Tag Archives: integration testing

Unit Testing? Do As I Say, Don’t Do As I Do

I’m a firm believer in unit testing. I’ve done more tech talks on the subject than I’d care to count, and always tell audiences the same thing: prefer unit tests, here’s a picture of the testing pyramid, keep unit tests pure (no side-effects), avoid end-to-end tests (they’re flaky, people will stop paying attention to red builds since all builds will be red). I tell them about adapters, ports and hexagonal architecture. But when it comes to using libclang to parse and translate C and C++ headers, I end up punting and writing a lot of integration tests instead. Hmm.

I know why people write tests with side-effects, and why they end up writing integration and end-to-end ones instead of the nice pure unit test happy place I advocate. It’s easier. There’s less thinking involved. A lot less. However, taking the easy path has always come back to bite me. Those kinds of tests take longer. They higher up the test pyramid you go, the flakier they get. TCP ports stay open longer than a tester would like, for instance. The network goes down. All sorts of things.

I understand why I wrote integration tests instead of unit tests when interfacing with libclang too. Like it is for everyone else, it was just easier. I failed to come up with a plan to unit test what I was doing. It didn’t help that I’d never used libclang and had no idea what the API looked like or what it allowed me to do. It also doesn’t help that libclang doesn’t have an option to take a string to the code to parse and instead takes a file name, but I can work around that.

Because of this, the dpp codebase currently suffers from that lack of separation of concerns. Code that translates C/C++ to D is now intimately tied to libclang and its quirks. If I ever try to use something other than libclang, I won’t be able to. All of the bad things I caution everybody else about? I guaranteed they happened in one of my newest projects.

Before the code collapses under its own complexity, I’ve decided to do what I should’ve done all along and am rewriting dpp so it uses layers to get away from the libclang mess. I’m still figuring it all out, but the main idea is to have a transformation layer between libclang and my code that takes its data types and converts them to a new set of AST types that are my own. From then on it should be trivial to unit test the translation of those AST types that represent C or C++ code into D. Funnily enough, the fact that I wrote so many integration tests will keep me honest since all of those old tests will still have to pass. I’m not sure how I feel about that.

I might do another blog post covering how I ended up porting a codebase with pretty much only integration tests to the unit variety. It might be of interest to anyone maintaining a legacy codebase (i.e. all of us).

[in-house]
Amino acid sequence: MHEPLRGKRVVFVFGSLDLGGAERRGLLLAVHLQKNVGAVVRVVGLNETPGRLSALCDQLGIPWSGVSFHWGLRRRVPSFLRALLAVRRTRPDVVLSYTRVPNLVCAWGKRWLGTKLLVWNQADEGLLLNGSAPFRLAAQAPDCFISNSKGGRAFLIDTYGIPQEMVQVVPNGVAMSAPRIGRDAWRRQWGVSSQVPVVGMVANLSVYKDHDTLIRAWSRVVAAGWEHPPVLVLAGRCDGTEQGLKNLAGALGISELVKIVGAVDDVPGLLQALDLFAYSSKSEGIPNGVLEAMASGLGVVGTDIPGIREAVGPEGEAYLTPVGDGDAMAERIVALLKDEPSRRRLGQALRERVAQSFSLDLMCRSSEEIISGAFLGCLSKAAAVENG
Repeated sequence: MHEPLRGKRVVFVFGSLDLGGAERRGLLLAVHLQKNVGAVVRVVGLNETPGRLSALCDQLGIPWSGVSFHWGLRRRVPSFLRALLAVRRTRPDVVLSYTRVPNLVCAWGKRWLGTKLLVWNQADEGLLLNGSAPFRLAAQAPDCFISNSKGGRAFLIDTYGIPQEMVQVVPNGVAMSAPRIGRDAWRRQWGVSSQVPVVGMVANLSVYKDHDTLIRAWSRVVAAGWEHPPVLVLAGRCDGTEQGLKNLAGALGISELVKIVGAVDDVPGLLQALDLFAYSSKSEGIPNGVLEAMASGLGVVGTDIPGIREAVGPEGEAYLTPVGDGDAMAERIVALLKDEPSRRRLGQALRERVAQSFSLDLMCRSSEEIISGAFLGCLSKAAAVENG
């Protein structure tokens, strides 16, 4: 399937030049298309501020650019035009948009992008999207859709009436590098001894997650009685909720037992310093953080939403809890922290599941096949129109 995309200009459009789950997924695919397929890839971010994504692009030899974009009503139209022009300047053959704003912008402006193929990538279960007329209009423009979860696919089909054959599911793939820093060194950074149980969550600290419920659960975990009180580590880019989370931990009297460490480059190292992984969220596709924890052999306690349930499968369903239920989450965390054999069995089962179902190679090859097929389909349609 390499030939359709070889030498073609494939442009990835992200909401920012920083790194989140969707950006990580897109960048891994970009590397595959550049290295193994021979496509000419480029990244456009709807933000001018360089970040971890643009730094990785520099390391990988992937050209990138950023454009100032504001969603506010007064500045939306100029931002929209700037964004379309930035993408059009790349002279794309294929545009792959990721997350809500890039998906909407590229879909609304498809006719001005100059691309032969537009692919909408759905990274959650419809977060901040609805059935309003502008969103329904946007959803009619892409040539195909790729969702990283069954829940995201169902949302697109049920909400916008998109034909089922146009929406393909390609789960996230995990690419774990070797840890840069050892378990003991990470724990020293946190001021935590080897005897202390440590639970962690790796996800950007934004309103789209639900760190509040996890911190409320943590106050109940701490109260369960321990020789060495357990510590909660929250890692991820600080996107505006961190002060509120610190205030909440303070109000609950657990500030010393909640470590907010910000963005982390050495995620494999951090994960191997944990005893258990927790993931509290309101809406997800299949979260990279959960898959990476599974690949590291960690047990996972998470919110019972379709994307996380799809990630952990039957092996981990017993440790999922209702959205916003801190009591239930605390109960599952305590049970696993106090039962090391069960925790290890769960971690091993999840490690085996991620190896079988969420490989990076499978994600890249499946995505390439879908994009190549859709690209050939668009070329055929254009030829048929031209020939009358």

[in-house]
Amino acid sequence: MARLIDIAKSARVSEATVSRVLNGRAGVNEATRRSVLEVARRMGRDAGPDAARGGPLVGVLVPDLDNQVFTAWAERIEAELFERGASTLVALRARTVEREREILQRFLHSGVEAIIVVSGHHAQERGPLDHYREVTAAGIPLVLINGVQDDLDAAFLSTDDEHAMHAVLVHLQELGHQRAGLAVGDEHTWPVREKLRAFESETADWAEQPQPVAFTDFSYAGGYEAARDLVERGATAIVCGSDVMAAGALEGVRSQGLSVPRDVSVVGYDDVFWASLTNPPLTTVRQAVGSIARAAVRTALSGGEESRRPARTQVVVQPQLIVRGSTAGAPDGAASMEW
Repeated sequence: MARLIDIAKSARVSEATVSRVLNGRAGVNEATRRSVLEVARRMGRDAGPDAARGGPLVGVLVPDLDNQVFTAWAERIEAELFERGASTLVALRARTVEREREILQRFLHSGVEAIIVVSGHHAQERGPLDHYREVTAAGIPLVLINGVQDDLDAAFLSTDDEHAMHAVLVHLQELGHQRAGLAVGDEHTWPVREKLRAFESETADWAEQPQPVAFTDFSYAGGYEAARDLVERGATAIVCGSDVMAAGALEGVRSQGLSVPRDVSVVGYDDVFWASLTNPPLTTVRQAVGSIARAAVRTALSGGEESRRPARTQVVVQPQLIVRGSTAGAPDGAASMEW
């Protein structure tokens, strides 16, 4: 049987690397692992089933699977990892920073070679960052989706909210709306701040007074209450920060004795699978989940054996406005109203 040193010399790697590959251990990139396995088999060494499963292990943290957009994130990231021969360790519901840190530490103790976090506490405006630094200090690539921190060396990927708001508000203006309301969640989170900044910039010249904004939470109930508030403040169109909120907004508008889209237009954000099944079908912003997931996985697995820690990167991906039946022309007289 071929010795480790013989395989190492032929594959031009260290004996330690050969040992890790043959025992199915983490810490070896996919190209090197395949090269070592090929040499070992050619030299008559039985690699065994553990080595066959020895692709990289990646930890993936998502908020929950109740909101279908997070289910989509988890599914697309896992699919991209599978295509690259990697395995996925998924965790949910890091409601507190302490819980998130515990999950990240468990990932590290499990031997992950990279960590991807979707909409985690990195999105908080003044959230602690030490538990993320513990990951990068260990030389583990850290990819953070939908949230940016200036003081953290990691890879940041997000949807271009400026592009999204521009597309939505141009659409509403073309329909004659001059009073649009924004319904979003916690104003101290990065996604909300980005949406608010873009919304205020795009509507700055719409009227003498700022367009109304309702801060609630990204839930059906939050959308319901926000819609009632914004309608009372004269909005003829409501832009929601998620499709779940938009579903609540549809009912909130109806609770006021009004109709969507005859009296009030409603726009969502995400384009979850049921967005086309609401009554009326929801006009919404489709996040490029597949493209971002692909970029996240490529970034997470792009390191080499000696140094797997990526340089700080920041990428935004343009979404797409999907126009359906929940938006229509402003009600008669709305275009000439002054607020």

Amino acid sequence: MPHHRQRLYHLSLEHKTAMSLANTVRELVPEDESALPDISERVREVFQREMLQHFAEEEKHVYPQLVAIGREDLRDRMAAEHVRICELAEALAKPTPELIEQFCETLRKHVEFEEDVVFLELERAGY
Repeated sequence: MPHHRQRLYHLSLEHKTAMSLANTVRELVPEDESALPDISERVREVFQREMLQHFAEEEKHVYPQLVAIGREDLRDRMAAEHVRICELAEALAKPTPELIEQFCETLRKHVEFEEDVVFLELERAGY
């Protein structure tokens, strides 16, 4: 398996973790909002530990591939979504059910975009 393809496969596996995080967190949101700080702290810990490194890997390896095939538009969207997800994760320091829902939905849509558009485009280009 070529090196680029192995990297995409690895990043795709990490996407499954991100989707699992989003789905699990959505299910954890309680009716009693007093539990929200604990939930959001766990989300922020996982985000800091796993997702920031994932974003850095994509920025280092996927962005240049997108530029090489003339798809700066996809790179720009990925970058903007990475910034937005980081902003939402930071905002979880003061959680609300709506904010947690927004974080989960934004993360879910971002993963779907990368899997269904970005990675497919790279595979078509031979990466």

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main is just another function

Last week I talked about code that isn’t unit-testable, at least not by my definition of what a unit test is. In keeping with that, this blog post will talk about testing code that has side-effects.

Recently I’d come to accept a defeatist attitude where I couldn’t think of any other way to test that passing certain command-line options to a console binary had a certain effect. I mean, the whole point is to test that running the app differently will have different consequences. As a result I ended up only ever doing end-to-end testing. And… that’s simply not where I want to be.

Then it dawned on me: main is just another function. Granted, it has a special status that makes it so you can’t call it directly from a test, but nearly all my main functions lately have looked like this:

int main(string[] args) {
    try {
        return 0;
    } catch(Exception ex) {
        return 1;

It should be easy enough to translate this to the equivalent C++ in your head. With main so conveniently delegating to a function that does real work, I can now easily write integration tests. After all, is there really any difference between:

doStuff(["myapp", "--option", "arg1", "arg2"]);
// assert stuff happened

And (in, say, a shell script):

./myapp --option arg1 arg2
# assert stuff happened

I’d say no. This way I have one end-to-end test for sanity’s sake, and everything else being tested from the same binary by calling the “real” main function directly.

If your main doesn’t look like the one above, and you happen to be writing C or C++, there’s another technique: use the preprocessor to rename main to something else and call it from your integration/component test. And then, as they say, Bob’s your uncle.

Happy testing!

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